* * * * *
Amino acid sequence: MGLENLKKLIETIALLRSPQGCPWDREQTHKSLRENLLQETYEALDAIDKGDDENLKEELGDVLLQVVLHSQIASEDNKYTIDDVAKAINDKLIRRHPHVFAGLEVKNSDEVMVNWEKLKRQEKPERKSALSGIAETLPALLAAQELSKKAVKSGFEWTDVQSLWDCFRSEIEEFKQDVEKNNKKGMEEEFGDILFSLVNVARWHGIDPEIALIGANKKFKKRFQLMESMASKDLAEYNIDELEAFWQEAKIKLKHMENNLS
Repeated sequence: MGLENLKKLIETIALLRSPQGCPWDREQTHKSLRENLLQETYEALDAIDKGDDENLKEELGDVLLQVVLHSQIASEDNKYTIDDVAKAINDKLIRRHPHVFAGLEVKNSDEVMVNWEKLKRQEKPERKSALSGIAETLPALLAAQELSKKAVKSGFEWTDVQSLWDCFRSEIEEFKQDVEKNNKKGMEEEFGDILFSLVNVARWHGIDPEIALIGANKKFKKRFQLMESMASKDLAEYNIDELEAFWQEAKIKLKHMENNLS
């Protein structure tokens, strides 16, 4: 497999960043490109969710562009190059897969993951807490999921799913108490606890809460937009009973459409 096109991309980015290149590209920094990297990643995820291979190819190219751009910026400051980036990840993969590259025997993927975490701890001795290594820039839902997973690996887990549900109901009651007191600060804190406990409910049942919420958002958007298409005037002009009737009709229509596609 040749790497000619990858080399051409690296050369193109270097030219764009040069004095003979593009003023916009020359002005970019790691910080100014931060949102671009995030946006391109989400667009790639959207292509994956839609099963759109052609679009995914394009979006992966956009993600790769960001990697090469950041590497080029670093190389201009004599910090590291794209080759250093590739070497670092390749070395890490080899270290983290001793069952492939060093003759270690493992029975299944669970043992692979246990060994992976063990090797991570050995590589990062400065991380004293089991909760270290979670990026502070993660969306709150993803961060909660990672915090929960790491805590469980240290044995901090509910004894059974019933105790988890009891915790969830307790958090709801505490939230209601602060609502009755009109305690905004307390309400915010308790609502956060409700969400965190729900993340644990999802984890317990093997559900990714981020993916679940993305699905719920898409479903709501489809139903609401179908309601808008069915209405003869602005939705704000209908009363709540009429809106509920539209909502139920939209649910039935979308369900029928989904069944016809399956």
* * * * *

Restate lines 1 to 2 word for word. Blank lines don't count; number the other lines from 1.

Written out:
Amino acid sequence: MGLENLKKLIETIALLRSPQGCPWDREQTHKSLRENLLQETYEALDAIDKGDDENLKEELGDVLLQVVLHSQIASEDNKYTIDDVAKAINDKLIRRHPHVFAGLEVKNSDEVMVNWEKLKRQEKPERKSALSGIAETLPALLAAQELSKKAVKSGFEWTDVQSLWDCFRSEIEEFKQDVEKNNKKGMEEEFGDILFSLVNVARWHGIDPEIALIGANKKFKKRFQLMESMASKDLAEYNIDELEAFWQEAKIKLKHMENNLS
Repeated sequence: MGLENLKKLIETIALLRSPQGCPWDREQTHKSLRENLLQETYEALDAIDKGDDENLKEELGDVLLQVVLHSQIASEDNKYTIDDVAKAINDKLIRRHPHVFAGLEVKNSDEVMVNWEKLKRQEKPERKSALSGIAETLPALLAAQELSKKAVKSGFEWTDVQSLWDCFRSEIEEFKQDVEKNNKKGMEEEFGDILFSLVNVARWHGIDPEIALIGANKKFKKRFQLMESMASKDLAEYNIDELEAFWQEAKIKLKHMENNLS